Budweiser gets serious about Halloween

The brand hopes to leverage a global campaign to drive value for local partners and own the occasion.

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Budweiser has launched a new effort to celebrate Halloween around the globe, and the brand hopes it’s an opportunity to own the celebration here in Canada.

The effort began with Budweiser helping to create the music video for R&B star Kehlani’s song “Touch.” Working with director Fleur Fortune (who has previously directed videos for Drake and brands such as Nike, Perrier and Audi) the video for “Touch” takes a decidedly modern and mature approach to reflecting the spirit of Halloween.

There’s not a lot of orange and black, and there’s not a jack o’ lantern or trick-or-treater in sight. But there are slightly off-putting masks, stylish face paint and running from dark figures in a forest, culminating in a glowing dance party where the two subjects of the video finally meet. And, with the exception of a single shot of a pint glass, there’s not a single mention of the Budweiser brand.

The video is part of a global Budweiser Halloween program and launched on Friday in 17 different markets. In most cases, those countries are ones where Halloween isn’t as widely celebrated as it is in North America. Budweiser is aiming to be the brand that brings it to them.

But even though Halloween is well-established in Canada, Andrew Oosterhuis, director of marketing for Budweiser at Labatt Breweries of Canada, says there is still a big opportunity for a brand like Budweiser to come in and own the occasion, which no brand has really done in a consistent way.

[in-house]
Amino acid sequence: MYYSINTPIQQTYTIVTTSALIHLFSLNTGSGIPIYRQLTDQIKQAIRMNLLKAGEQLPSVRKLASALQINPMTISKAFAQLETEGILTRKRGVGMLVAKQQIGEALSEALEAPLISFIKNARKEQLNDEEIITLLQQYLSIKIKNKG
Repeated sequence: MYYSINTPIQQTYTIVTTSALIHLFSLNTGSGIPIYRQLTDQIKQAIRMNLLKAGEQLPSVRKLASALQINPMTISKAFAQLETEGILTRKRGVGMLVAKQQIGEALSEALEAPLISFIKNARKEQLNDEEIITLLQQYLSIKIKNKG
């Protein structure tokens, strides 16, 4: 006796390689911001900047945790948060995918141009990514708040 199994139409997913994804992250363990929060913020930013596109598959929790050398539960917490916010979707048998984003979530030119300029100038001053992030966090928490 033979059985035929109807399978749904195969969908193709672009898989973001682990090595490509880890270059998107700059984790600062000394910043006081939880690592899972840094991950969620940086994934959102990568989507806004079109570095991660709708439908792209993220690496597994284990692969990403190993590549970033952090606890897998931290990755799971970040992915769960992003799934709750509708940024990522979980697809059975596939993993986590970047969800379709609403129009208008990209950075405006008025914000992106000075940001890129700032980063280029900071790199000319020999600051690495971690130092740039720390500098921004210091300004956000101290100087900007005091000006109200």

“In the rest of the world, we’re going to stimulate demand. But in Canada, we’re going to steal demand,” Oosterhuis says. “It’s white space for brand ownership right now, and coming out with a broader, consistent campaign across the country gives you efficiencies, and even more so given it’s a global campaign. We hope to become the brand of choice for the Halloween experience.”

Oosterhuis says that while consumer interest in Halloween hasn’t grown significantly in recent years, the degree to which people engage with the holiday has remained very high through going out or hosting parties.

“People are going out already, so we’re trying to bring that opportunity and volume through Budweiser,” he says. “If you think of occasions you can participate in that have a lot of energy, St. Patrick’s Day is one in the spring, and May 24 weekend is one that kicks off the summer. Halloween is a big occasion in the fall calendar, and there hasn’t been a brand that’s been activating against it at scale.”

While the music video is part of a mass media play, the main way Budweiser will be activating against it is through trade partners. After piloting Budweiser Halloween last year, the brand is scaling up the program in 2017, with even more bars and other trade accounts hosting Budweiser Halloween parties and events. That activation is being supported with localized digital ads directing people to events near them, as well as a toolkit featuring things like the “Bloodweiser” glass featured in the music video that bars can use to turn beer red.

“One of our goals it to deliver value through our trade partners,” Oosterhuis says. “There are efficiencies and we can localize it to our trade accounts, helped by the tool kit elements. And as a brand, Budweiser gets the visibility and association with Halloween and we touch thousands of consumers directly.”

Anomaly is leading creative for the campaign, with UM on media and Hunter Straker on trade partnerships.